Thus they prepared their timbers, planks and boards. Their progress in erecting buildings may be inferred from the fact that on January 7, 1639, 40 such pits as were on public land or not in use were ordered to be filled up and all pits were to be protected by pales."
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The Lord Properties

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From an extremely intensive search of the 17th century Connecticut documents, this reconstruction of where each
settler's house lot was located as of 1640 was created in the 19th century. It is felt to be 100% accurate. The three
continguous Lord lots are shown in the block outlined in red, located on elevated land in a bend of the Little River.

While we do not have concrete evidence of the kinds of houses first built by these families during the summer and fall of 1636, from other evidence for the same time period in other new settlements in New England we can assume they were a simpler version of the ones they had lived in in the towns they left behind on the far side of the ocean. It is not known whether the prohibition on thatched roofs passed in Newtowne was carried in the minds of the founders of Hartford, but clearly with the river flats and marshes available in both places, the option of avoiding the labor intensive splitting of endless bolts of wood for shakes and shingles might have tempted them to not worry so much of the danger of fire.

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The site chosen for the Lord family, perhaps by the elder Thomas, or perhaps by his son Richard during the previous summer's exploration,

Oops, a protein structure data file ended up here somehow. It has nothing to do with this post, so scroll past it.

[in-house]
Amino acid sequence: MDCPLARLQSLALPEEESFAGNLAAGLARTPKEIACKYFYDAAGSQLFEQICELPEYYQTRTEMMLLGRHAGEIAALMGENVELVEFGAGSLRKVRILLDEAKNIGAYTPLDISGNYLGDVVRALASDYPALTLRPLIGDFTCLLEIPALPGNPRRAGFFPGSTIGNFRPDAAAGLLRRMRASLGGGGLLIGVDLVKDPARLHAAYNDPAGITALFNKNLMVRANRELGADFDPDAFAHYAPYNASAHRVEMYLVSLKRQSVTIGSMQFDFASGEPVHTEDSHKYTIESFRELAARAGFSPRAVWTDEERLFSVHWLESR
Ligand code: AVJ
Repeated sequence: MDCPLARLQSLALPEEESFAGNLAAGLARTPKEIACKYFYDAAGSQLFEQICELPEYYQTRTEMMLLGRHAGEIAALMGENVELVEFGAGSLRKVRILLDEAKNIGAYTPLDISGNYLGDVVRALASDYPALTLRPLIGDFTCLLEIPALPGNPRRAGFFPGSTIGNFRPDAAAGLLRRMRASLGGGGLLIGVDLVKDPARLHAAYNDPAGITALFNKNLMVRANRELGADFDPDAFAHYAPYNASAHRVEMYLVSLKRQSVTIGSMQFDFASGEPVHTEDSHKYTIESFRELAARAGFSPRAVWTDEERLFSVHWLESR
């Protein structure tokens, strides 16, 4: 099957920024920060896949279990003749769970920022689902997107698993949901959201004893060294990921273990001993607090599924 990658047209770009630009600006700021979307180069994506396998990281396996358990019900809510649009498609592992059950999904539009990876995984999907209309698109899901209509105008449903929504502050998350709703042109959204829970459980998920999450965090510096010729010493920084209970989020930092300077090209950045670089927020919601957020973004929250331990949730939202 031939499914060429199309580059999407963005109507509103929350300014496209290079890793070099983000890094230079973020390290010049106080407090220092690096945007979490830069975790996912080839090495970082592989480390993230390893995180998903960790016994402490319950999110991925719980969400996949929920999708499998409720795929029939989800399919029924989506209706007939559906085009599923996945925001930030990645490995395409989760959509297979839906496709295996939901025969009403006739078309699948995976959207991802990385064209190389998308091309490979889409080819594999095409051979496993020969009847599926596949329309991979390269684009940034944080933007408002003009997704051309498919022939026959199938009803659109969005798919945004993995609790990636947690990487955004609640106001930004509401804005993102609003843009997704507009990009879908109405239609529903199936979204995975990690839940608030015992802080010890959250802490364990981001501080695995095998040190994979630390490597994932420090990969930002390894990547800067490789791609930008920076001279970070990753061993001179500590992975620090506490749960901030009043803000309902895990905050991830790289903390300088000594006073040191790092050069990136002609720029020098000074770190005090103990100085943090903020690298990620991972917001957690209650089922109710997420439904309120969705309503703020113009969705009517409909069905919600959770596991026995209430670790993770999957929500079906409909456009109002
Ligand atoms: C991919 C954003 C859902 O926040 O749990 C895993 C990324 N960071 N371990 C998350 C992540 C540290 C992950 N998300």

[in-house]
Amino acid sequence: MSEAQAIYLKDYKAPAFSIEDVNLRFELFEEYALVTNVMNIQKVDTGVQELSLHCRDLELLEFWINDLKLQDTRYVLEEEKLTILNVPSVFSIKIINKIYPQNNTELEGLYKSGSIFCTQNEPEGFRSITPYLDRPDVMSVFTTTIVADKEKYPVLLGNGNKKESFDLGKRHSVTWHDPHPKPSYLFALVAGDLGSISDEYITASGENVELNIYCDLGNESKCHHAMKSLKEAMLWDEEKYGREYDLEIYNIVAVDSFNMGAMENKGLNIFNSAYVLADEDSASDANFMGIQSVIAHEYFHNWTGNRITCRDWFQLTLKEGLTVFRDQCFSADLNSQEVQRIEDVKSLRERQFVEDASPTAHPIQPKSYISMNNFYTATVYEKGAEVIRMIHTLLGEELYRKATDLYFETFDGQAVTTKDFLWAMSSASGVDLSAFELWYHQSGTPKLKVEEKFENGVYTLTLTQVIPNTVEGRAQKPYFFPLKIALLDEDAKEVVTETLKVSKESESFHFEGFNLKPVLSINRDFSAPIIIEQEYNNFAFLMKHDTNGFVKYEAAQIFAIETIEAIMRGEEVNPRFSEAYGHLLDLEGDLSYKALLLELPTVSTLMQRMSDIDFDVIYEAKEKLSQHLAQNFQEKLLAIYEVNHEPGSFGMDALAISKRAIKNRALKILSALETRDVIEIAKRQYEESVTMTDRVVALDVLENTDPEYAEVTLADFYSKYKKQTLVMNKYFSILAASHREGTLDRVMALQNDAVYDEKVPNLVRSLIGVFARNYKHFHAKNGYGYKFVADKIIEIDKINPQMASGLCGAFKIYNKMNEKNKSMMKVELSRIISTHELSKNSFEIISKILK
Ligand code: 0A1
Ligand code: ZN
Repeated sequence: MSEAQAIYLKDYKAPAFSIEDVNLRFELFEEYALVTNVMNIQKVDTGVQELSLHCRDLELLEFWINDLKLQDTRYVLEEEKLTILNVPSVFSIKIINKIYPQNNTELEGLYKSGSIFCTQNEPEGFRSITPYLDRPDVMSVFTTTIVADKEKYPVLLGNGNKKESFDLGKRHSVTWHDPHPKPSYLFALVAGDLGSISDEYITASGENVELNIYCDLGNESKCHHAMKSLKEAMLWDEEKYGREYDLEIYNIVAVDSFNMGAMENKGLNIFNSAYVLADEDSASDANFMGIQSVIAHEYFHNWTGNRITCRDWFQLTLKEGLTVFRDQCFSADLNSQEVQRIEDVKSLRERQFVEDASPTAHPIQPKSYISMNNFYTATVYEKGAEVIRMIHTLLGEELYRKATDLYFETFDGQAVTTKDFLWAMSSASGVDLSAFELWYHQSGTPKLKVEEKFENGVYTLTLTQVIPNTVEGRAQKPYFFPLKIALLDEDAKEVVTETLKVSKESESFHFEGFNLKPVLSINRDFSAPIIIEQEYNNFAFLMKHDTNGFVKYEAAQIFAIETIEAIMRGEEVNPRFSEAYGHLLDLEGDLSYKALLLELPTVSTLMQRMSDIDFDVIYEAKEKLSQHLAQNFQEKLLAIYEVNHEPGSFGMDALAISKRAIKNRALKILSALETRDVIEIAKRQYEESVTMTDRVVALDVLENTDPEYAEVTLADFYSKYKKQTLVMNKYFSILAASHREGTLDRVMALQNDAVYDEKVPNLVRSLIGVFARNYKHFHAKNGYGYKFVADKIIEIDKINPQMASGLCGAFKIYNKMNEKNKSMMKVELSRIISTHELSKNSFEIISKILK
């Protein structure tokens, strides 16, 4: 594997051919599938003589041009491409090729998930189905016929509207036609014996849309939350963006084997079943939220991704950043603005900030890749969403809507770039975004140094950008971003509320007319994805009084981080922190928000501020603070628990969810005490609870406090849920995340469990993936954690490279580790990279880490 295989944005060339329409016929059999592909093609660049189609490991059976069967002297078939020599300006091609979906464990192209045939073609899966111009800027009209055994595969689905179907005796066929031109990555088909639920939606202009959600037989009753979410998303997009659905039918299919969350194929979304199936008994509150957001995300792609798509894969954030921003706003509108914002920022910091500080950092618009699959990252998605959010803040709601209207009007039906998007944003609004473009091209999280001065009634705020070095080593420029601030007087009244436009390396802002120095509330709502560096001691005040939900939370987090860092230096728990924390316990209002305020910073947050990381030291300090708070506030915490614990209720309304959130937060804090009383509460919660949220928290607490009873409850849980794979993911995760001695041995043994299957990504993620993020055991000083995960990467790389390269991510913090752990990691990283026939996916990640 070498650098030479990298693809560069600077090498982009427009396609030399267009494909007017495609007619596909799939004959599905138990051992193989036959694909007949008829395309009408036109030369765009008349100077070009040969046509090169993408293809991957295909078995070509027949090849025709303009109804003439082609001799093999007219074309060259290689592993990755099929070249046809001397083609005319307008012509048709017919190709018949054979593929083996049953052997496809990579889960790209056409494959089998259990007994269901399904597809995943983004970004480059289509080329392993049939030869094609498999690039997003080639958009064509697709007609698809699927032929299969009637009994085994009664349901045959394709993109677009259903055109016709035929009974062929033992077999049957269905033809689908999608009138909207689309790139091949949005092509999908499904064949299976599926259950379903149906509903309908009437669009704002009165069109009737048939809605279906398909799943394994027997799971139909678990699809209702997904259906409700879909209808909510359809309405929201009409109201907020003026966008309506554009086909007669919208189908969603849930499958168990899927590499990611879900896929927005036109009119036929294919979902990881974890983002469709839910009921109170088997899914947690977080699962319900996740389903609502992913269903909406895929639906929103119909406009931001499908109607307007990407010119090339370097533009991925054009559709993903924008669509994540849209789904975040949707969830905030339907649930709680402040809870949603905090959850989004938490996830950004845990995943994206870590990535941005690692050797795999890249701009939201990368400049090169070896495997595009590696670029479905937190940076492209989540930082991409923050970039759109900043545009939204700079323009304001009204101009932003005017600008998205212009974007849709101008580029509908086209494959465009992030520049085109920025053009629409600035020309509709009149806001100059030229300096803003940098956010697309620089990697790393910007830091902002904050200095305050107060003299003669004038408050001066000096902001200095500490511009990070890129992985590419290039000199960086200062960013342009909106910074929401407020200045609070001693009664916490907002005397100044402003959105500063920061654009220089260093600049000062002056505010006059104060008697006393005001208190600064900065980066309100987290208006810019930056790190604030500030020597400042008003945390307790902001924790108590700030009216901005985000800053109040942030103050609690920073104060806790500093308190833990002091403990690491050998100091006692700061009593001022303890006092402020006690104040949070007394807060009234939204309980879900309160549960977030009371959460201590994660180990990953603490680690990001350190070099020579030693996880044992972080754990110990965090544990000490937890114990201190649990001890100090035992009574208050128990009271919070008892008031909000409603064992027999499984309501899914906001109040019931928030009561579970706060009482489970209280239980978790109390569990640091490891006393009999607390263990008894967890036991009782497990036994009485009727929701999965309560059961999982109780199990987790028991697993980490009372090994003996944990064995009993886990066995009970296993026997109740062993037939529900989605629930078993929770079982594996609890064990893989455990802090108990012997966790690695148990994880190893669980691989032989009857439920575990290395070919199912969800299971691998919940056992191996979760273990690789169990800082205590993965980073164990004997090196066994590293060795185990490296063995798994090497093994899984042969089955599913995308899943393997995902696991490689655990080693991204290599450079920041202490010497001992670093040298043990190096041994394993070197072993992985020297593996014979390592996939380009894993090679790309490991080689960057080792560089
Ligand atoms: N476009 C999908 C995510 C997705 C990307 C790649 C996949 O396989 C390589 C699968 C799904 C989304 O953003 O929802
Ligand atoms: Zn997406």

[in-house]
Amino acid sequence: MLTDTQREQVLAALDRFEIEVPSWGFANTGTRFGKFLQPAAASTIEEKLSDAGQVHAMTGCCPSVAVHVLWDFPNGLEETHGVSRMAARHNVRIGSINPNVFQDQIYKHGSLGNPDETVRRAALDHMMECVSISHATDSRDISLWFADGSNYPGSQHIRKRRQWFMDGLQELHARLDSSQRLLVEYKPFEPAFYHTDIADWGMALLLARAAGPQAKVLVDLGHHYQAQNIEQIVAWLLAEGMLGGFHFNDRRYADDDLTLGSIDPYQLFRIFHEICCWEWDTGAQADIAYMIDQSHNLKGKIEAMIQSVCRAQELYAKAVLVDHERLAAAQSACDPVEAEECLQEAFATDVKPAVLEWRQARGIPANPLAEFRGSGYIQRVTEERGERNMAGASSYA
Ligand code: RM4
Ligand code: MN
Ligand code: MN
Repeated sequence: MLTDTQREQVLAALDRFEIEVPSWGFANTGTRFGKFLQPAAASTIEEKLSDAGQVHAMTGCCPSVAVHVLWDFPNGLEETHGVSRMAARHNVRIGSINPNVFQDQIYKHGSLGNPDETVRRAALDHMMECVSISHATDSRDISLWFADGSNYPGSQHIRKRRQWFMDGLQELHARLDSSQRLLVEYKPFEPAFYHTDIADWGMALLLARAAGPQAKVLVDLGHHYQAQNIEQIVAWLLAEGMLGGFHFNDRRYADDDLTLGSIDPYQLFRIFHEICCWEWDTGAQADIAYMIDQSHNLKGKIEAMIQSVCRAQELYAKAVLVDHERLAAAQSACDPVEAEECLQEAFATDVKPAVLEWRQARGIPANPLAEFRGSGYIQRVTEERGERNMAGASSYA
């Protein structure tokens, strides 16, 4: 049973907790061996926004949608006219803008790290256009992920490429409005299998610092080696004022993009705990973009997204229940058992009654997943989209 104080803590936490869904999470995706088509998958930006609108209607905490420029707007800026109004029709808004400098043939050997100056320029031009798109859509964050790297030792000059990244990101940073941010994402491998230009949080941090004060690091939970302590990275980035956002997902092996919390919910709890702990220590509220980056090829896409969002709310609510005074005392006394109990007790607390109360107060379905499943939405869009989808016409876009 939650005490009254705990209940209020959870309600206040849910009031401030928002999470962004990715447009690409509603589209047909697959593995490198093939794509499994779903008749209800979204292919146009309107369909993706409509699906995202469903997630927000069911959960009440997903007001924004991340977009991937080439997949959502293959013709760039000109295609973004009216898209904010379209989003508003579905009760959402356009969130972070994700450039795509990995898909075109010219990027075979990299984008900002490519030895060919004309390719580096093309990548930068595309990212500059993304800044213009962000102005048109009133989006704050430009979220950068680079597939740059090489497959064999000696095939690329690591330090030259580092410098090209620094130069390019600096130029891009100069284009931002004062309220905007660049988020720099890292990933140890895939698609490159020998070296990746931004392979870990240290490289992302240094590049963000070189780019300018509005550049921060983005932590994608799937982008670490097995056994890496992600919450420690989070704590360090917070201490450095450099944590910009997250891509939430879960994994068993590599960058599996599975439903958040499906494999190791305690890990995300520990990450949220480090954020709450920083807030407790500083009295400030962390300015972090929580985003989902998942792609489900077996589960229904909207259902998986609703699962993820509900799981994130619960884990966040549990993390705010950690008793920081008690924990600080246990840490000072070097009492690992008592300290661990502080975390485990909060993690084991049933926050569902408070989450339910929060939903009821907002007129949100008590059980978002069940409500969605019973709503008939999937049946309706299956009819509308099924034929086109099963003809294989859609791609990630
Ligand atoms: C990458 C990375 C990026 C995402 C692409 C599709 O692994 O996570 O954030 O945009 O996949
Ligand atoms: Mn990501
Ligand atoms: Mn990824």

was in a bend of the Little River near the falls. We do not know if this had significance, but in 1637, only a few months after their arrival, the new town issued three orders: “One provides for a guard during public worship…another orders each inhabitant to have a ladder to reach the roof of his house…and a third forbids the taking of stones at the falls, near the home of Thomas Lord.”  The street they lived on may well have looked like this (above).

The best estimation of the size of these house lots is from a listing made two years later. In 1639 the records show "The Names of such Inhabitants as have Right in undivided lands" with the acreage of each. These include "Richard Lord, 18; Thomas Lord, 28". I addition the record lists "The Names of such Inhabitants as were Granted Lots to have only at the towns courtesy with liberty to fetch wood and keep swine or cows by proportion...", and on this list we find "Thomas Lord Jun, 6." Although the list gives Thomas, Sr. nearly twice the lands of his son Richard, the map of houselots (above), also reconstructed from primary sources, shows the opposite. Knowing the lands as they lie today, it is likely some of both Richard's and his father's acreages included lands outside the central town, for pasture and agricultural purposes.